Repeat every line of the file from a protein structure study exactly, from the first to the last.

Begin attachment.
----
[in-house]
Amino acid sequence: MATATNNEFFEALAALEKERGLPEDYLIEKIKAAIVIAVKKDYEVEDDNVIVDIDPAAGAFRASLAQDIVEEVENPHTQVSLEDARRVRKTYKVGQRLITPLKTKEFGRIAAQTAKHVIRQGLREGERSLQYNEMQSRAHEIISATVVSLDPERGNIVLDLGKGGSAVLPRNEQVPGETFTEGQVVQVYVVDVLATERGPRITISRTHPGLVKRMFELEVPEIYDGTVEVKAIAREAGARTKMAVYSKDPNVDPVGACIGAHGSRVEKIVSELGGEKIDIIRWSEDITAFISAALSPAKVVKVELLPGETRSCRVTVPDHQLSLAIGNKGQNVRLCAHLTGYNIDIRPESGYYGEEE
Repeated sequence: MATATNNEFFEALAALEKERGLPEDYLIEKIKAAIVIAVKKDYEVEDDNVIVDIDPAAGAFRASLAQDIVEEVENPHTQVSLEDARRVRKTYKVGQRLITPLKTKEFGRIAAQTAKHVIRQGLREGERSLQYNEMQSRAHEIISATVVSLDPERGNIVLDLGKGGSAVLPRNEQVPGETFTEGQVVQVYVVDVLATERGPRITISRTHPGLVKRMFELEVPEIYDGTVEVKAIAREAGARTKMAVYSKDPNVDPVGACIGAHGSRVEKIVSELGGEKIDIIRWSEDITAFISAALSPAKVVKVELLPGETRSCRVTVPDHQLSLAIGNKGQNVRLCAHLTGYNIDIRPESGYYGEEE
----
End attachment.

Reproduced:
[in-house]
Amino acid sequence: MATATNNEFFEALAALEKERGLPEDYLIEKIKAAIVIAVKKDYEVEDDNVIVDIDPAAGAFRASLAQDIVEEVENPHTQVSLEDARRVRKTYKVGQRLITPLKTKEFGRIAAQTAKHVIRQGLREGERSLQYNEMQSRAHEIISATVVSLDPERGNIVLDLGKGGSAVLPRNEQVPGETFTEGQVVQVYVVDVLATERGPRITISRTHPGLVKRMFELEVPEIYDGTVEVKAIAREAGARTKMAVYSKDPNVDPVGACIGAHGSRVEKIVSELGGEKIDIIRWSEDITAFISAALSPAKVVKVELLPGETRSCRVTVPDHQLSLAIGNKGQNVRLCAHLTGYNIDIRPESGYYGEEE
Repeated sequence: MATATNNEFFEALAALEKERGLPEDYLIEKIKAAIVIAVKKDYEVEDDNVIVDIDPAAGAFRASLAQDIVEEVENPHTQVSLEDARRVRKTYKVGQRLITPLKTKEFGRIAAQTAKHVIRQGLREGERSLQYNEMQSRAHEIISATVVSLDPERGNIVLDLGKGGSAVLPRNEQVPGETFTEGQVVQVYVVDVLATERGPRITISRTHPGLVKRMFELEVPEIYDGTVEVKAIAREAGARTKMAVYSKDPNVDPVGACIGAHGSRVEKIVSELGGEKIDIIRWSEDITAFISAALSPAKVVKVELLPGETRSCRVTVPDHQLSLAIGNKGQNVRLCAHLTGYNIDIRPESGYYGEEE